Managing corruption: Using positive influence, power, politics

BY: Dr Enyonam Canice Kudonoo
File photo
File photo

Man becomes great exactly in the degree to which he works for the welfare of his fellow men. — Mahatma Gandhi

The quest for greatness has led many to indulge in acts that promote corruption without regard for the welfare of other Ghanaians. This is because many approaches used to achieve greatness are inimical to the common good of society. As Mahatma Gandhi’s definition of greatness insinuates, what use is one’s greatness if other men perish as a result? Considering the dangerous repercussions of the increasing corruption incidents in Ghana, this article discusses positive influence, power, politics and impression management as another way to minimise the contagion.

Influence tactics

For people to change their negative attitudes for the better, it is imperative for them to have access to impactful information that reshapes their perception about their experiences with people, ideas, organisations, institutions and situations. According to Kinicki and Kreitner, positive influence improves people’s thought processes, understanding, interpretation and actions towards achieving positive results. Research reveals nine generic influence tactics, out of which four are selected in minimising corruption.

The four possible ways this may be accomplished are 1) rationally persuade people using reason, logic or facts to do the right thing; 2) to inspirationally appeal to people’s emotions, ideals or acceptable values; 3) to use ingratiation, where the influencer gets the other party in a good mood before discussing the proposed change in a friendly and caring manner while praising past good deeds; and 4) link request to change for good to friendship and loyalty so the corrupt individual may feel a sense of belongingness and change for the better. It is also proposed that this approach is applied to elected officials or employees during their orientation periods to minimise corruption.

Social power

One cannot influence change without the social power to do so. The positive usage of power yields good results. Kinicki and Kreitner defined social power as the “ability to marshal the human, informational and material resources to get something done”. Unfortunately, corruption encourages the misuse of quality human and non-human resources. Consequently, we have retrogressed significantly compared to countries that gained independence at the time we did. We shamefully refer to their progress and visit these countries to enjoy their successes without emulating their use of social power to achieve development. Ghanaians must use social power in the form of gratification to institute ethical standards along with checks and balances for national development. To minimise corruption, people must be made aware that Ghana is for all Ghanaians and not for a select few. Leaders are meant to serve those they lead, but not to always impose decisions on them, which affirms Kurt Lewin’s assertion that “we are likely to modify our own behaviour when we participate in problem analysis and solution and likely to carry out decisions we have helped make”.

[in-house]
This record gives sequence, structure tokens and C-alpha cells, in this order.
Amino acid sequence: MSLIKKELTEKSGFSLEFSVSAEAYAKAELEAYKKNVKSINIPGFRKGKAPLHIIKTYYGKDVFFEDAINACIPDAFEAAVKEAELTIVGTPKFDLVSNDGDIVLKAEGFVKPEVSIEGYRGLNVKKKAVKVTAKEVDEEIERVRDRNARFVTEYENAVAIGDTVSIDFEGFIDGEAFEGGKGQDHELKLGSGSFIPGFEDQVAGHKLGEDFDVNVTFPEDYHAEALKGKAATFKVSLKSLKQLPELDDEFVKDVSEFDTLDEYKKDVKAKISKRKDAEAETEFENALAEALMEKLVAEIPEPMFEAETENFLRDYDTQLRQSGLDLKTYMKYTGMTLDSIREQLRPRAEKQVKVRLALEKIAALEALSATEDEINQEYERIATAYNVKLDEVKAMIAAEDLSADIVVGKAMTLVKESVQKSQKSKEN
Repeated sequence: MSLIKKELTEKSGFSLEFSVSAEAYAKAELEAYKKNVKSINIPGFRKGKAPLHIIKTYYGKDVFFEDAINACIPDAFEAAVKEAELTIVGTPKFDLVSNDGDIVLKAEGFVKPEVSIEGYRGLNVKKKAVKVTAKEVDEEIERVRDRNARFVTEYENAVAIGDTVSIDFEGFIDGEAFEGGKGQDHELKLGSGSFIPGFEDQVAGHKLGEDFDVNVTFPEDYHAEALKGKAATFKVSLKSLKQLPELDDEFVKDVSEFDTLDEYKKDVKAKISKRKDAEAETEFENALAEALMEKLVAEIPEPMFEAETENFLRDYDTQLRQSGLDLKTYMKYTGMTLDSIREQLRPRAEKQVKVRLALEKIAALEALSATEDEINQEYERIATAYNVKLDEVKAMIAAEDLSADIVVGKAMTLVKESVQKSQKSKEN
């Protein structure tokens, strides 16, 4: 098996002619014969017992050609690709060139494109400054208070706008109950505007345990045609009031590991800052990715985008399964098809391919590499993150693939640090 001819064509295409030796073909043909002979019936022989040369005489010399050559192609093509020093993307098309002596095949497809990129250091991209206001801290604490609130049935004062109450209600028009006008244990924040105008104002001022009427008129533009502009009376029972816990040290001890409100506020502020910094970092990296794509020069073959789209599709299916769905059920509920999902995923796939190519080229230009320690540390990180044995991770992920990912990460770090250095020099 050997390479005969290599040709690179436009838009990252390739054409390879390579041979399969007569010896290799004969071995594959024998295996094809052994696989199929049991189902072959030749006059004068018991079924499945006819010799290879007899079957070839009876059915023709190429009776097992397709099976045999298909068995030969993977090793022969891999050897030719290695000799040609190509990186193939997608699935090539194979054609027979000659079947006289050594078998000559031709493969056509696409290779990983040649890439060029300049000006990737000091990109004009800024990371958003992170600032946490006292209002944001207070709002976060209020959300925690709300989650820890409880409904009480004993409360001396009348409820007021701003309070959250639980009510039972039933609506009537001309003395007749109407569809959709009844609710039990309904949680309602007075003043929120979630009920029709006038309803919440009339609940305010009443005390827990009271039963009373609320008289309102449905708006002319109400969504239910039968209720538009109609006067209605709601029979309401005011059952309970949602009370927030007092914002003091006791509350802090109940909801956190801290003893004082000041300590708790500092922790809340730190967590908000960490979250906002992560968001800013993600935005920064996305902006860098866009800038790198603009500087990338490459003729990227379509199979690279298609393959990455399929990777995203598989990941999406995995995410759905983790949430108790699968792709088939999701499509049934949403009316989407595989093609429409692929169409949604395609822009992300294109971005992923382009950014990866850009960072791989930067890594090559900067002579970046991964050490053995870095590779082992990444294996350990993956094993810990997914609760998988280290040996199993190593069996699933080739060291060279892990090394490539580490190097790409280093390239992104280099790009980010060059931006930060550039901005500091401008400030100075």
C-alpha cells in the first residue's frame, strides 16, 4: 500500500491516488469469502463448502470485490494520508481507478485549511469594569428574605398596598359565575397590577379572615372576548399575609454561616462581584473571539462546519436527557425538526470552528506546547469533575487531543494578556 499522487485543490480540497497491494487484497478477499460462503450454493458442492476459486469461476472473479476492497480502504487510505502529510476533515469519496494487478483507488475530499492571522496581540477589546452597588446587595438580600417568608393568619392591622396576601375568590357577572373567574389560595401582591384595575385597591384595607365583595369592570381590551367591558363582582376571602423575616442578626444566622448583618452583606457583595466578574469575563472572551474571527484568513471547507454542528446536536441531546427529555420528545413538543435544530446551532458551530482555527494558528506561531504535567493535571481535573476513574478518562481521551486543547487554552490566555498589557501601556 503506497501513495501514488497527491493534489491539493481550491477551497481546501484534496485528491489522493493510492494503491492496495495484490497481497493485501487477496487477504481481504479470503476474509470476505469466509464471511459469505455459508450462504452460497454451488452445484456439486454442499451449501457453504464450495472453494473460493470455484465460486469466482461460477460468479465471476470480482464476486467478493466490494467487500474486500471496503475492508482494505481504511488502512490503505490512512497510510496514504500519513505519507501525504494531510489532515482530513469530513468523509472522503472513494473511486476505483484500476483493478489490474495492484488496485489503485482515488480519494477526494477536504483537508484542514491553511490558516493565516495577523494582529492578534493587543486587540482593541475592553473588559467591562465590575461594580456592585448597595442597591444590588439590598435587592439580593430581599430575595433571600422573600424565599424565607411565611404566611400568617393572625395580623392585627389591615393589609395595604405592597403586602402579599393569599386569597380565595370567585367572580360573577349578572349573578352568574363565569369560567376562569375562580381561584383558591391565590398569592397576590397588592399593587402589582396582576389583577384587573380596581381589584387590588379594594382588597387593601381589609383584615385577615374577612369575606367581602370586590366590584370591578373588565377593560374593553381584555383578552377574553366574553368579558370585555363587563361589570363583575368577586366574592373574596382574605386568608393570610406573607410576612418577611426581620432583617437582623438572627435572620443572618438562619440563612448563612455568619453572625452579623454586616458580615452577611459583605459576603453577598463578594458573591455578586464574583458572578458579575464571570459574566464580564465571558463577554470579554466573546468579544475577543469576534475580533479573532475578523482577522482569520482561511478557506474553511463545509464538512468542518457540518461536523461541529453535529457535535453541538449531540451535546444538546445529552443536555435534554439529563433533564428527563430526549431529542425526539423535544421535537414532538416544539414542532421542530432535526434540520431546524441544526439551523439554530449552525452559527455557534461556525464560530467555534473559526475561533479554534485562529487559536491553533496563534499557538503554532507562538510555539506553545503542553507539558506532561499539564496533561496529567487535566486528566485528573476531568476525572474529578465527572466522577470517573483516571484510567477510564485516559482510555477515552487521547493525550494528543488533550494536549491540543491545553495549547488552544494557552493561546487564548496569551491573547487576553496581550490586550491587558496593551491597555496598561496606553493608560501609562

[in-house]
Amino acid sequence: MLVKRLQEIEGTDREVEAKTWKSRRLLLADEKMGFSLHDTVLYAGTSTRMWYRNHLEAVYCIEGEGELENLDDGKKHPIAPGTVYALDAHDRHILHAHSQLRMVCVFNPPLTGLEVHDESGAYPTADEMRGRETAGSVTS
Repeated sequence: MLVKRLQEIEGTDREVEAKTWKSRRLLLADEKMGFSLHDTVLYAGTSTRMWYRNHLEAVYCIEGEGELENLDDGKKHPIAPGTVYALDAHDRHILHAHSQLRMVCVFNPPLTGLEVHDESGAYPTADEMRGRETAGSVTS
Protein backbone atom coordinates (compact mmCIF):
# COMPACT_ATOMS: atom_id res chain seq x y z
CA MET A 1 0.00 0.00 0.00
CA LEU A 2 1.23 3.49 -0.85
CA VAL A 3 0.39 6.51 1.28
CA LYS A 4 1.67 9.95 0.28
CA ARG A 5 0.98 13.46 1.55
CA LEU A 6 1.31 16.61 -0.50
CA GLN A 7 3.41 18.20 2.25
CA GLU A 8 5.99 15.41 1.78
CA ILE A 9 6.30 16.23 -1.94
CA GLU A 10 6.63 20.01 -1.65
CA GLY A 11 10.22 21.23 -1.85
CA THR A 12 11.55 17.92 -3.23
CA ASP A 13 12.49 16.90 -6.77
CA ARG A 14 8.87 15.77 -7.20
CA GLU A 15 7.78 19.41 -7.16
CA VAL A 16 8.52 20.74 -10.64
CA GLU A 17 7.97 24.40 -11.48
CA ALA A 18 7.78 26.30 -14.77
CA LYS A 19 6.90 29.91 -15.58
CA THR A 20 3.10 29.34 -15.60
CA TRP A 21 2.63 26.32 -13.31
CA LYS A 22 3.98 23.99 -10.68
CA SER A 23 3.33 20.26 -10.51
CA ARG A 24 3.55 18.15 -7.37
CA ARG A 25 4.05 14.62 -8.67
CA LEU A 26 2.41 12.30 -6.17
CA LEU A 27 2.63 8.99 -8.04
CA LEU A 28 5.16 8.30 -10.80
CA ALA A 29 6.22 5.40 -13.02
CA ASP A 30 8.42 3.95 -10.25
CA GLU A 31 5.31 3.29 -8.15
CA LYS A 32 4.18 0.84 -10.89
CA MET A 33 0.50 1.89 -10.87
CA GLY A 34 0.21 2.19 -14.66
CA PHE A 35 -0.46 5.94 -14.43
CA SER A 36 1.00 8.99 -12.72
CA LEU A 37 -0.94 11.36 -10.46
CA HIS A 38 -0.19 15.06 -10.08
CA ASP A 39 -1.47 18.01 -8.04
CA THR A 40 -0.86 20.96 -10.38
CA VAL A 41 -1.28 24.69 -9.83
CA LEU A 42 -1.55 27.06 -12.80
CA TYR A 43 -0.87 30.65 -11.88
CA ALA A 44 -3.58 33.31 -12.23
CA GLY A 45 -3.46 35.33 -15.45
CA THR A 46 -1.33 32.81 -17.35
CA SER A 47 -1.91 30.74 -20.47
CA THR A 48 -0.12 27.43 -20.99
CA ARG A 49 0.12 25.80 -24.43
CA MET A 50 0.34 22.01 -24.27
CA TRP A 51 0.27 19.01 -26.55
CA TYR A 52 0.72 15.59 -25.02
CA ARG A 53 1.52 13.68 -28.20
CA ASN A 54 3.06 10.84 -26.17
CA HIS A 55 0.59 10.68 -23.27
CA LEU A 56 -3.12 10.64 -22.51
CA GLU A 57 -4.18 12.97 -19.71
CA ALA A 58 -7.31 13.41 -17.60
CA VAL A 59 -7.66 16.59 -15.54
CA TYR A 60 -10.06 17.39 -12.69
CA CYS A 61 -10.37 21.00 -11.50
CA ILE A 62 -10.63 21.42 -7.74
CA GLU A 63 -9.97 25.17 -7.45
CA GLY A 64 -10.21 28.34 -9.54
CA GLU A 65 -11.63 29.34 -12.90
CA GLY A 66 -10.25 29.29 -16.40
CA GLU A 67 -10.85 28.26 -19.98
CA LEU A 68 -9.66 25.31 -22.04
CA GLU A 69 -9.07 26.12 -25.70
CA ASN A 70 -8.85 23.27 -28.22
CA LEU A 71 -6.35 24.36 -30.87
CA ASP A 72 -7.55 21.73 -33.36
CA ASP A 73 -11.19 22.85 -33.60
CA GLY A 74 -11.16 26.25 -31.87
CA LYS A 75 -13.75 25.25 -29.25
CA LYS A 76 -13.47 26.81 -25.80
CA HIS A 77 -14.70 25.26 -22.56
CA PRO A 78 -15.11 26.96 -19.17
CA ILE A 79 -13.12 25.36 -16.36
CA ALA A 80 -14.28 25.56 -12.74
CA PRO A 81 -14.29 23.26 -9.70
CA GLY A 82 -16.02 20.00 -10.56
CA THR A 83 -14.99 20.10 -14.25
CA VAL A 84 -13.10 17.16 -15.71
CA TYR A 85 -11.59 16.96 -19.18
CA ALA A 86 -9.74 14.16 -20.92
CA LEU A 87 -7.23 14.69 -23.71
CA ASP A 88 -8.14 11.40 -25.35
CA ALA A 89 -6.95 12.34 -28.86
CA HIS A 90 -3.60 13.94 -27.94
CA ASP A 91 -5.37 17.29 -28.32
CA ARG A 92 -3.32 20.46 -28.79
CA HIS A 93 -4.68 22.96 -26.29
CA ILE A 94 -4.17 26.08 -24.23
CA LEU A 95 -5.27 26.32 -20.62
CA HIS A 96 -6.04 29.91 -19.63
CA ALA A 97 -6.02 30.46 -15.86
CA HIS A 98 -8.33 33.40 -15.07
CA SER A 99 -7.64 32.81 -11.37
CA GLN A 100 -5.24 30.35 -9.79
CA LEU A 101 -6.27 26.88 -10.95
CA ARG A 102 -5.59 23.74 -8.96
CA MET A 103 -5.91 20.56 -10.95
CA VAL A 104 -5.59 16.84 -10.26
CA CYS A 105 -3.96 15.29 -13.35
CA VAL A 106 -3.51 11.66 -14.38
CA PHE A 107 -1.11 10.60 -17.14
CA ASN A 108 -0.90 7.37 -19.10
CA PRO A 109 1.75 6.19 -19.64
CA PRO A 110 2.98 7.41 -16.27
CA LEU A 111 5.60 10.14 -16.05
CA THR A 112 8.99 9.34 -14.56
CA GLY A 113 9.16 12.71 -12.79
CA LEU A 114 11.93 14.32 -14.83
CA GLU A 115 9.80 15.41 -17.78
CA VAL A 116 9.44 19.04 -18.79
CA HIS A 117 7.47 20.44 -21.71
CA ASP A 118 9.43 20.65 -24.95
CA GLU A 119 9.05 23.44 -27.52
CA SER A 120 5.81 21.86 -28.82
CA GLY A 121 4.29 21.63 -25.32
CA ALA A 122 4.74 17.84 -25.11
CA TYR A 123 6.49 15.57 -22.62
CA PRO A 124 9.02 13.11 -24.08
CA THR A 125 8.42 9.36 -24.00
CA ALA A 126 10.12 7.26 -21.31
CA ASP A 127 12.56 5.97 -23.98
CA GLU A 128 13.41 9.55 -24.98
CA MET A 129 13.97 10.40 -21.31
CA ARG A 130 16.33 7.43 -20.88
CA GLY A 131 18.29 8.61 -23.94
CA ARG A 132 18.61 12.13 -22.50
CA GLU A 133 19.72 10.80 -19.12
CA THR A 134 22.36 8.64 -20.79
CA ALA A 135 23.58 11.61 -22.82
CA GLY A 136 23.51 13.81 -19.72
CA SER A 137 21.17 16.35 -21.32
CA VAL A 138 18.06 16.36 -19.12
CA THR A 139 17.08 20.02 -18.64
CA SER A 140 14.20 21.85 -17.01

The social power we wield in achieving our hearts’ desires is meant to protect and seek the common good. Also, our social power is meant for us to make an impact so posterity may build on what they inherit.


Politics is not completely bad. According to Merriam-Webster’s dictionary, politics is a multifaceted word, which has descriptive and non-judgmental meanings relating to “the science of government” and “political principles”, but also carries a negative connotation characterised by deceitful and dishonest practices for selfish gain. Within the context of this article, attention is paid to the use of the positive politics to curb corruption. The most important approach is for leadership to use political will to ensure the resourcing of all corruption-fighting machinery. According to Derrick Brinkerhoff, political will is the “commitment of actors to undertake actions to achieve a set of objectives…and to sustain the costs of those actions over time”. Political will in action encourages transparency, efficiency, honesty and strength of institutions, as well as citizen participation, which goes beyond press conferences where leadership talks at the citizenry instead of with them. Actors in institutions that perform checks and balances need motivation and protection to achieve results.

Impression management

Asha, Schmidt and Murray explained impression management as “the process by which people attempt to control or manipulate the reactions of others to images of themselves or their ideas”. Kinicki and Kreitner expanded on this definition by stating that impression management included “how one talks, behaves and looks”. The objective of managing one’s impressions is to make others perceive you as the best around—a good, well-comported and well-dressed individual who is very respectful, hardworking, humble, harmless and capable of achieving goals. Negative characteristics of impression management include but are not limited to bootlicking, good appearance and tale-telling about fellow colleagues. Just as influence, power and politics have their positive and negative sides, so does impression management. Moreover, evaluation of employment processes is required to avoid employing over-ambitious individuals without the requisite skills and attitude, who become the little foxes that destroy organisations.